PRs Aplenty at the Winter 2017 EAD | CFAH Powerlifting Meet.

Congrats to All Competitors | Watch for Info on the Spring 2018 Powerlifting Meet

The months of dedicated training, steadfast commitment, and perfected technique paid off for the 25 athletes who competed at the Winter 2017 EAD | CFAH Powerlifting Meet.  Athletes rang the PR Bell throughout the morning amid cheers from fellow EAD | CFAH Athletes, and family & friends. All competitors earned bragging rights, with the top three men and women who posted the heaviest combined loads across the Back Squat, Bench Press, and Deadlift taking home a trophy. The December 9 competition culminates the Fall 2017 Strength & Conditioning Cycle programmed by Coach Kate.

Congrats to the podium finishers (from left): Christine B, Sara M, Sammy Jo, Nick J, Mike E, and David K. Check out more photos from Saturday’s event on the EAD | CFAH Facebook Page.

Saturday’s event ran similar to an “official” Powerlifting meet, but in a much friendlier and far more familiar environment. Check out the Deadlift portion of the event on the EAD | CFAH YouTube Channel. Athletes competed in divisions based on gender and weight class athletes. Athletes in the 40-plus division received a handicap in increments of five years (40-44, 45-49, and so on). Job well done by Saturday’s competitors: Adam, Alex J, Ann Marie N, Beth R, Casey J, Christine B, David K, Eitan, John S, Jonathon B, Julian, Julie M, Lauren K, Lucy, Mike E, Michelle G, Mike Mu, Nic G, Nick J, Nina, Bob Da, Sammy Jo, Sara M, Tom H and Todd N. Thanks to Coach Kate for running the meet, and Coaches Web, Jeff, Jim and Jason for serving as judges. A special shout out to Hannah A for taking pictures.

What’s Next

The Strength & Conditioning Cycle for December will be similar to the recent cycle, with the new cycle programmed by Coack Kate launching January 2. The Winter months are the perfect time to focus on Strength & Conditioning. The programming is always featured as part of the daily workout posting. Not sure if the Strength & Conditioning class is for you? Check in with an EAD | CFAH Performance Coach.



12.04.17 | Performance Enhancement Technique: Inverted Hamstring

EAD | CFAH resident physical therapist Chris Arce (right) and athlete Julie M demonstrate the Inverted Hamstring.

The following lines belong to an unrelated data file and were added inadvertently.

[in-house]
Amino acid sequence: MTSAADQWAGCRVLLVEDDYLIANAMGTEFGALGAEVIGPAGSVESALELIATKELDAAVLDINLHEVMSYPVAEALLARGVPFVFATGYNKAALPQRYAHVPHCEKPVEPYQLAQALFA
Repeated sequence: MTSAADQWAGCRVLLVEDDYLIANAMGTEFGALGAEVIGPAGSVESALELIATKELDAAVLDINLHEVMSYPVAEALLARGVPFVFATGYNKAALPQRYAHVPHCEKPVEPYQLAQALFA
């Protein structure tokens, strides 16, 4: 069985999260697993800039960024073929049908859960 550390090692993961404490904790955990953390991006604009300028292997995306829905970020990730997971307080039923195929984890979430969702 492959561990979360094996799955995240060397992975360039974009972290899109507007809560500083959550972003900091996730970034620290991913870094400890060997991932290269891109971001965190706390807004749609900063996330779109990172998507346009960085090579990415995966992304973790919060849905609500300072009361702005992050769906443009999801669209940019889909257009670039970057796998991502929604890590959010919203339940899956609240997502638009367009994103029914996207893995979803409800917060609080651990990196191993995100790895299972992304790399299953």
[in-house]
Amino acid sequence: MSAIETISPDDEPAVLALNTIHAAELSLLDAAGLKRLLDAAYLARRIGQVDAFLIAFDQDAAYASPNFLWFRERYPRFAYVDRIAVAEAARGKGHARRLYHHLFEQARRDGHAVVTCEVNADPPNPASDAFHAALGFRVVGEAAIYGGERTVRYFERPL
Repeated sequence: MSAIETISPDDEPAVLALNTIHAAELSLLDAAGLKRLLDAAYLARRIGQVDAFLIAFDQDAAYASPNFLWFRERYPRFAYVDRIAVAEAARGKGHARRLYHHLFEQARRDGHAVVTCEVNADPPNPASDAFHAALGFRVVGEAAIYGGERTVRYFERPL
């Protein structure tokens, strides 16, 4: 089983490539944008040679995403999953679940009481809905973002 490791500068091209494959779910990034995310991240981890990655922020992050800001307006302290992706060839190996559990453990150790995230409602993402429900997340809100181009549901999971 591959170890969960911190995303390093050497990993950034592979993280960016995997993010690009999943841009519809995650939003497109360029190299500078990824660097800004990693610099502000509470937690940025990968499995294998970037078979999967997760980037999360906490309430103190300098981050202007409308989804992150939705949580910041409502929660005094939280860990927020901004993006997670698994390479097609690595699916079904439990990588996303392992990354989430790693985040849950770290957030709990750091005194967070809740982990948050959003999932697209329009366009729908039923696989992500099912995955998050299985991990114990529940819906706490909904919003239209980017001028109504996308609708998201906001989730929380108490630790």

EAD | CFAH resident physical therapist Chris Arce & our very own Julie M demonstrate this week’s Performance Enhancement Technique.

Whether you call it Warrior 3 or Inverted Hamstring, this week’s Performance Enhancement Technique will improve balance, stability and strength. Check out this week’s Performance Enhancement Technique video.

Complete 16 slow, precise repetitions of the position following your workout. Since no equipment is needed for Inverted Hamstring, work in a few reps when you’re away from EAD | CFAH, too.

Inverted Hamstring is best done in bare feet to give your toes a chance to grip the ground, and encourage you to connect to your base of support.

Build Inverted Hamstring from the ground up, with your feet roughly hip distance apart. Stand straight, and load your balance leg, keeping a bit of softness in the knee. Hold your chest tall, slowly tip forward, and stretch your opposing leg away from your torso. Reach your arms forward (“Superman” arms) or extend them to your side (“Airplane” arms). Breath normally as you continue to reach forward (or to the sides) with your arms, stretch back with one leg, and drive down with the other leg. Hold the position for at least five seconds; the longer you can hold the position, the better.

Be sure to see Chris or an EAD | CFAH Performance Coach if you have questions about this week’s PET.

Performance Enhancement Technique Tip | Swimmer.

EAD | CFAH resident physical therapist, Chris Arce (right), and Coach Sammy Jo demonstrate the “Swimmer” in this week’s Performance Enhancement Technique Tip.